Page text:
No one studies pitchers more closely than Tony Gwynn, and after years of watching video - and facing him in games, he knows exactly what pitches Jeff Fassero will throw him.
“Oh yeah, I can tell you what he’ll throw me, and I can tell you what he’ll throw every hitter he faces,” Gwynn said, cackling in the San Diego clubhouse. “Fassero will throw you his pitch, whatever the count, whatever the situation. And I can guarantee you this, too, he will never - EVER! - throw you the pitch you want.”
A few hundred yards away, in the Seattle clubhouse at the Peoria complex, Fassero laughed at Gwynn’s analysis. And then smiled even more broadly at Gwynn’s final pronouncement on the subject.
“That man, on that team, wins 20 games this year, period,” Gwynn said. “He won 15 games with a team that never scored any runs.”
“That is the goal this year,” Fassero said. “Twenty wins is still the way starting pitchers are measured, and there seem to be fewer and fewer of them.”
When the Mariners traded Chris Widger and Matt Wagner to Montreal for Fassero, general manager Woody Woodward and manager Lou Piniella felt they’d pulled off one of the better deals in memory - snatching the No.1 pitcher on another staff, and a man they thought of as one of the better pitchers in the National League.
What they got is a left-hander who could (depending on the status of Randy Johnson) be their opening-night starter. And they got a man who loves his work.
“Spend five, six years in the minor leagues and you come away with more respect for the game,” Fassero said. “Getting to this level isn’t easy. Learning to pitch isn’t easy. There are guys who are called up too soon, and I’ve seen them fail and leave baseball before their time.
“I remember thinking in the St. Louis farm system, ‘If I’m pitching this well and can’t get called up, what must the major leagues be like?”’
It took Fassero nearly eight years to find out - and the last three minor-league seasons he posted earned-run averages of 1.64, 2.80 and 1.47.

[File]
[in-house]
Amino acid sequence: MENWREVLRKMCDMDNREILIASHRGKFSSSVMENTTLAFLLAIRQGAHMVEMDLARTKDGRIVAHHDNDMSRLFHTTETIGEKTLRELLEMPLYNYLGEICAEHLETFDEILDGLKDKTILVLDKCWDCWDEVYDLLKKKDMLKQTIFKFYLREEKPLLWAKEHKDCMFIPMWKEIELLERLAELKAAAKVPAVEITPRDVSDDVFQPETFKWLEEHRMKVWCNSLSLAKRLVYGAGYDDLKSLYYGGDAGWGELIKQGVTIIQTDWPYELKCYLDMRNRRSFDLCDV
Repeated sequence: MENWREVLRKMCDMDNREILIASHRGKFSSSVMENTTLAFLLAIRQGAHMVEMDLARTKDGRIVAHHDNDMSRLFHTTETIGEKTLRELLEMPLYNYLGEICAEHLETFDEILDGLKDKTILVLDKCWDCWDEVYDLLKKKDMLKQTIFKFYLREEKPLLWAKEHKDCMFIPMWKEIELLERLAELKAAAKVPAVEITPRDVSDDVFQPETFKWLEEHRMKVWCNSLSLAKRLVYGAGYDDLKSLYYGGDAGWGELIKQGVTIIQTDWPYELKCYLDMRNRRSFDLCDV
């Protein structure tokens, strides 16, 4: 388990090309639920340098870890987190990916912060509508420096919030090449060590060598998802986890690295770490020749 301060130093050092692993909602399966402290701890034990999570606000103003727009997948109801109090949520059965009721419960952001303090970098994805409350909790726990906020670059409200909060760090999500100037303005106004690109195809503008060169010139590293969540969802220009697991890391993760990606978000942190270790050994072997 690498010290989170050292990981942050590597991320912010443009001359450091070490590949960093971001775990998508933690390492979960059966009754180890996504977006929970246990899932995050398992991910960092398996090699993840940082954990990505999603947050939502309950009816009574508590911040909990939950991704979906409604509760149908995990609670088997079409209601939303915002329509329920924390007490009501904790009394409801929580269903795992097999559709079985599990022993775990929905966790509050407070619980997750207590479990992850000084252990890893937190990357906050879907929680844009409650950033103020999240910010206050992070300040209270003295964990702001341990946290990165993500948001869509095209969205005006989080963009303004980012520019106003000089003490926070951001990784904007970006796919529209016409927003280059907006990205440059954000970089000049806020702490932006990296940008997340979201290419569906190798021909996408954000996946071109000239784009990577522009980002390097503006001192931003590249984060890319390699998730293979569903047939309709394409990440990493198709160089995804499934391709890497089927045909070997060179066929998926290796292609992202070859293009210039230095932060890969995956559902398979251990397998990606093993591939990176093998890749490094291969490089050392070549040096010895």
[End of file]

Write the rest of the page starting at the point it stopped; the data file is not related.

“I had about reached the point of looking into another line of work,” Fassero said.
Instead, he became the setup man to John Wetteland and Mel Rojas in the Montreal bullpen. Late in the 1993 season, when the Expos changed managers, new skipper Felipe Alou offered Fassero the chance to start.
He was 30 years old and a practical man.
“I looked at our bullpen and saw Wetteland and Rojas, and I knew I was never going to be the closer with those guys there,” he said. “I’d paid a lot of dues getting to the big leagues, and I was making good money as a setup guy, but there was a ceiling on what I could make doing that. I saw the opportunity as a starter and I took it.”
Money isn’t the only motivating force in Fassero’s career, but after surviving for years on minor-league salaries, he says he’d have been a fool not to consider the financial implications.
“I was making $30,000 my last year in the minors (1991), and that’s not bad money for six, seven months of work,” he said. “I worked another job in the off-season and we made about $40,000 altogether. A lot of people live on less.”
Fassero has started 100 major-league games and produced a 45-35 record that is deceiving. Last season, for instance, he went 15-11 - and lost only once when his team scored more than three runs.
A left-hander with a three-pitch arsenal, Fassero can throw a 92 mph fastball with movement, a forkball Gwynn said he never hit, and a slider. And just as Gwynn studies pitchers, Fassero studies hitters.
“I look at film, I listen to the reports of advance scouts,” he said. “I’ll watch the team I’m going to face hitting against another left-hander, to see what pitches each hitter likes.”
“I throw the pitch I want, not the one he wants,” Fassero said. “And if that’s the same pitch, I challenge him.”
Since the Oct. 29 trade that sent him to Seattle, however, Fassero has been grinning whenever he thinks about his new team’s hitting. “Sometimes good pitching will shut down anybody, but this team can run up seven, eight runs in a hurry,” he said.
“That means I should win more games. If I do my job, I should win more games.”
To understand what a relief that is, all one has to do is look over Fassero’s career with the Expos. In 1994, he had a 2.99 ERA and won eight games. Last summer he was the N.L. Pitcher of the Month in June, when he went 5-0 with a 1.88 ERA.
The kicker? He was the N.L. Pitcher of the Month in July, too - when he went 3-2 with a 1.00 ERA.
MEMO: This sidebar appeared with the story: ARSENAL A left-hander with a three-pitch attack, Fassero can throw a 92 mph fastball with movement, a forkball and a slider.
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